hree world leaders have called Western New York their home. The first two, the American presidents Millard Fillmore and Grover Cleveland, are well known to people living in the region. The third is less celebrated here.
But the story of Mohamed Abdullahi Mohamed — the Buffalonian better known as Farmaajo, elected president of Somalia in February 2017 — is every bit as incredible, and momentous, as that of practically any leader anywhere.
His ascent to the presidency touched off ecstatic celebrations, both in war-torn Somalia and in the Somali diaspora around the world. The first year of his presidency has been dangerous and difficult, as was always expected in a country riven by violence for so long – “There is a daunting task ahead of me, and I know that,” he said upon accepting the position – but his reputation for honesty and good governance has so far remained intact.
Farmaajo, the son of a civil servant, was born in Somalia in 1962. He earned his nickname for his childhood love of cheese (formaggio in Italian, the language of the country that colonized Somalia in the early 20th century). From 1985 to ’89, he worked at the Somali embassy in Washington, but like so many of his generation, he was forced into exile by the collapse of the central government at home and the rise of warlords and disintegration of civil society that followed.
In 1989, he moved to Buffalo and enrolled at UB. His long stay in Western New York had begun.
Farmaajo graduated with a degree in history in 1993 and over the next 16 years worked at the Buffalo Municipal Housing Authority, the Erie County Division of Equal Employment Opportunity and the New York State Department of Transportation — a hat trick of civil service jobs with the city, county and state. Throughout this period Farmaajo was known to his American friends and colleagues as, simply, Mohamed A. Mohamed, a smart, nice, soft-spoken guy who lived with his wife, two sons and two daughters in their homes, first on the West Side, then in Amherst and finally, on Grand Island.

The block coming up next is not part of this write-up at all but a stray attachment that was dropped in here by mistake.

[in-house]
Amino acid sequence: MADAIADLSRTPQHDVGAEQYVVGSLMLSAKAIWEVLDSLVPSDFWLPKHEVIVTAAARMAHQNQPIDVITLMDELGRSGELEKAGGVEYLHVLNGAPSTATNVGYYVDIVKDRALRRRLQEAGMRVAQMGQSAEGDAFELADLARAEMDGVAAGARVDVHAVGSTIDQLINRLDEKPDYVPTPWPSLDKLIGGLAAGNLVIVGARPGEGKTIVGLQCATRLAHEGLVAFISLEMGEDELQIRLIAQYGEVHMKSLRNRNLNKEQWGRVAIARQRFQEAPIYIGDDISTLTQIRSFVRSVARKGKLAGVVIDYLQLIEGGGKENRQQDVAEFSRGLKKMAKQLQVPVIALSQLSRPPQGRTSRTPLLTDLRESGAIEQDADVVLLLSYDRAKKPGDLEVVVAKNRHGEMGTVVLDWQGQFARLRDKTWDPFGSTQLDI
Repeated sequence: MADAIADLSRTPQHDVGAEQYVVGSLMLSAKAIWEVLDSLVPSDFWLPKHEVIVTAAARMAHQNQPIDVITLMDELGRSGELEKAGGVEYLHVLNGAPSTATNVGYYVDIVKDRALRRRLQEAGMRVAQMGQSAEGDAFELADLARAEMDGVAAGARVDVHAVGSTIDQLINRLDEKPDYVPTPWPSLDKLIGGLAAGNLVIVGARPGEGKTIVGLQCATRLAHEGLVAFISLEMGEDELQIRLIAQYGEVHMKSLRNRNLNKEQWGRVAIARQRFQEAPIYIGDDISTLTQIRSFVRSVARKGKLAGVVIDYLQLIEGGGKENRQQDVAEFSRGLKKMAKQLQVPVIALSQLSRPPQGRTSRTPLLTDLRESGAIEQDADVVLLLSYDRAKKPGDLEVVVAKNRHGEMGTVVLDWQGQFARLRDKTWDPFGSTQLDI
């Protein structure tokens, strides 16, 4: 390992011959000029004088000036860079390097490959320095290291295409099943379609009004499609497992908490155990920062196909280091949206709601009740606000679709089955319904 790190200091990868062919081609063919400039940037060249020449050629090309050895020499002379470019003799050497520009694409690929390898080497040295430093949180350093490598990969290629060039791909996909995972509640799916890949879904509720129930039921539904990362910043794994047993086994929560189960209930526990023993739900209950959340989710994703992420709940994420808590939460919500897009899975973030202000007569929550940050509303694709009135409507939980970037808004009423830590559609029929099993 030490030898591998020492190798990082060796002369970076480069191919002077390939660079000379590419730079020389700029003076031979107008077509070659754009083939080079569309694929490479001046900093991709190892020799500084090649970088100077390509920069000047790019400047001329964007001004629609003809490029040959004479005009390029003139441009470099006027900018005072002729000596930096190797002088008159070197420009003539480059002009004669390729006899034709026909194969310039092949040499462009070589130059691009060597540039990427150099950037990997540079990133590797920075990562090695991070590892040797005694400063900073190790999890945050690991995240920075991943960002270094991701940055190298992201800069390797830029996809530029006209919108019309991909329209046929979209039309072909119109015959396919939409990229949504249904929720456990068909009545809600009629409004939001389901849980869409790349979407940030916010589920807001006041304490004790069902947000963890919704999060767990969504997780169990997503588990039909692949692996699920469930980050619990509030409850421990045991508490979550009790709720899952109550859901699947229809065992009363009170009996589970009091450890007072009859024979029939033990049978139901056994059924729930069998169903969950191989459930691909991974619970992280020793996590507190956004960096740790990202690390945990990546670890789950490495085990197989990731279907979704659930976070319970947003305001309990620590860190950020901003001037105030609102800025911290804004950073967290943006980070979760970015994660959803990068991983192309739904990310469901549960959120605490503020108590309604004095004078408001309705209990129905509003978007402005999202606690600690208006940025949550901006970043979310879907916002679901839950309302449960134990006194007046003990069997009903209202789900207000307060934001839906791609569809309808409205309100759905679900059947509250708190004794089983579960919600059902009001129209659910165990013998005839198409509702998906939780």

But in Buffalo’s growing Somali community he was recognized as a man of prominence who might play a role in the future of his war-ravaged homeland in the Horn of Africa. He conferred with other notable Somalis living in Western New York, like Abdiweli Mohamed Ali Gaas, an economics professor at Niagara University, and Gaas’s wife, Hodan Isse, a UB economics professor. He taught his job specialty, conflict resolution, at Erie Community College. And he earned a Master’s degree in American Studies at UB. His thesis: “U.S. Strategic Interest in Somalia: From the Cold War Era to the War on Terror.”
Suddenly, in October 2010, Farmaajo was appointed Somalia’s new prime minister, the second most powerful post in the government. It seemed like a bolt from the blue to his Buffalo friends, but the Somali community was not surprised at all; they knew he had met with the Somali president at the United Nations in New York.
Still, Farmaajo’s task seemed impossible — the Somali government controlled only parts of the capital, Mogadishu, and little else in the chaotic country.
“Every morning when I was brushing my teeth I heard bullets hitting the metal over my window,” he told The New York Times. “It was like, pop pop pop pop. The first day I was shocked. But after that I knew the bullets would not get through, so I continued brushing.”
Farmaajo quickly earned a reputation for honesty and transparency in government, winning international praise for creating stability in notoriously unstable Somalia. But infighting among factions of the government forced him to resign in June 2011. Protests broke out across Somalia and among Somalis living abroad, from Nairobi to London to Toronto. (He was succeeded as prime minister by his deputy, Gaas, the Niagara University professor, who lasted only four months in the job.)
So it was back to Buffalo for Farmaajo, back to his job at DOT, and back to his old cubicle, with its window facing Swan Street.
“It’s a different feeling when you’re heading a whole nation and you come back to your normal life,” he told The Buffalo News. “It’s a little awkward, to tell you the truth.”
And yet, five and a half years later Farmaajo was back in Somalia, this time to run for president.
The election was held in a secure zone at Mogadishu airport. The voters were the members of the Somali parliament; the majority of them, like Farmaajo, had lived in North America or Europe for many years and were familiar with the protocols of good government. The voting was monitored by international observers. Security was provided by troops of the African Union.
Farmaajo won on the second ballot, on Feb. 8, 2017. Eight days later he was sworn in. As president, he would put to use some of the skills he developed in Buffalo.
“Violence comes from conflicts, and I’ve learned how to resolve conflicts,” he once said in his old office, gazing out over Swan Street. “That’s exactly what I do here.”